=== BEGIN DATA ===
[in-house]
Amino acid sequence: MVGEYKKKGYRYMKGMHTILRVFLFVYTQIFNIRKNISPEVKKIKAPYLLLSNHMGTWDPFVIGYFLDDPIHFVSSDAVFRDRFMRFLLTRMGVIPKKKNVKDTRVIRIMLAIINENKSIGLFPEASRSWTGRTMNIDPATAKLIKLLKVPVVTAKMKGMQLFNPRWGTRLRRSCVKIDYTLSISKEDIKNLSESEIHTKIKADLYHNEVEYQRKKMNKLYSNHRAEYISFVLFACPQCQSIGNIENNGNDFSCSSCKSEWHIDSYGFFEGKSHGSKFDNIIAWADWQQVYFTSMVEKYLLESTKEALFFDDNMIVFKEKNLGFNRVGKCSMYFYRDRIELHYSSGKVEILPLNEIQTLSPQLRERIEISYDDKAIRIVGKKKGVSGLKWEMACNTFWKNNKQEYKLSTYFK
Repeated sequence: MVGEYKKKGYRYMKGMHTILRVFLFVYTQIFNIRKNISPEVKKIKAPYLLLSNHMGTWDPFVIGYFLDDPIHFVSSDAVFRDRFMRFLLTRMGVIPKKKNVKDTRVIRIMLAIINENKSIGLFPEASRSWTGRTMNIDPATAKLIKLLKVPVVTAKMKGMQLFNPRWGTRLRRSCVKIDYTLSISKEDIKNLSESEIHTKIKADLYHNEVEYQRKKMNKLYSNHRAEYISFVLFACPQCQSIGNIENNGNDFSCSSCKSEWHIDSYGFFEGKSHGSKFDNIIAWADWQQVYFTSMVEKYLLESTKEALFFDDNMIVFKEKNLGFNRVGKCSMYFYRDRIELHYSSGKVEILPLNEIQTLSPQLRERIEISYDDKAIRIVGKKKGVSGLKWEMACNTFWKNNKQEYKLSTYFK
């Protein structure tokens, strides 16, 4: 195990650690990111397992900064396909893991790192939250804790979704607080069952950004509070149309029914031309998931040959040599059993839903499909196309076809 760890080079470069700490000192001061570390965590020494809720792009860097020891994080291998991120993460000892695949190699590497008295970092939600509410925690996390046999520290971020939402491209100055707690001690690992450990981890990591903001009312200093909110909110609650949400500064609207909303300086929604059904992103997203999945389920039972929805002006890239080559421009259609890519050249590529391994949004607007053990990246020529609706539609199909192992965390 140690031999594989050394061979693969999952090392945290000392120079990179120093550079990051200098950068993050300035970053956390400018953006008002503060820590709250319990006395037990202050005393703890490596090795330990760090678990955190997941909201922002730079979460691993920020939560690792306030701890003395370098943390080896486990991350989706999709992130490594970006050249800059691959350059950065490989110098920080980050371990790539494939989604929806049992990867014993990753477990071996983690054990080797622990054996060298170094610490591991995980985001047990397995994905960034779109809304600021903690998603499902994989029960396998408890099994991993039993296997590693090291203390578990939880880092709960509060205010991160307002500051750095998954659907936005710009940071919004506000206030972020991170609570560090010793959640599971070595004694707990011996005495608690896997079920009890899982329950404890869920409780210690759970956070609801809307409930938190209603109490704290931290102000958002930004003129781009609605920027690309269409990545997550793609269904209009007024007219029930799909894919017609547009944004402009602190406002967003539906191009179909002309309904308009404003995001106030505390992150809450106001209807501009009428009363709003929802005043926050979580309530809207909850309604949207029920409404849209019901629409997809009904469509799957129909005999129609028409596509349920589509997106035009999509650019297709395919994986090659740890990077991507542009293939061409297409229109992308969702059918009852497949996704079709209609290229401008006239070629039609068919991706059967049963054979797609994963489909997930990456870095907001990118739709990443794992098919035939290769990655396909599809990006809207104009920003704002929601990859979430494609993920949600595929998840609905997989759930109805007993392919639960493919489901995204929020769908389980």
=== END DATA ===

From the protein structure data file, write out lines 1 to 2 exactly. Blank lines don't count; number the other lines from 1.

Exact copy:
[in-house]
Amino acid sequence: MVGEYKKKGYRYMKGMHTILRVFLFVYTQIFNIRKNISPEVKKIKAPYLLLSNHMGTWDPFVIGYFLDDPIHFVSSDAVFRDRFMRFLLTRMGVIPKKKNVKDTRVIRIMLAIINENKSIGLFPEASRSWTGRTMNIDPATAKLIKLLKVPVVTAKMKGMQLFNPRWGTRLRRSCVKIDYTLSISKEDIKNLSESEIHTKIKADLYHNEVEYQRKKMNKLYSNHRAEYISFVLFACPQCQSIGNIENNGNDFSCSSCKSEWHIDSYGFFEGKSHGSKFDNIIAWADWQQVYFTSMVEKYLLESTKEALFFDDNMIVFKEKNLGFNRVGKCSMYFYRDRIELHYSSGKVEILPLNEIQTLSPQLRERIEISYDDKAIRIVGKKKGVSGLKWEMACNTFWKNNKQEYKLSTYFK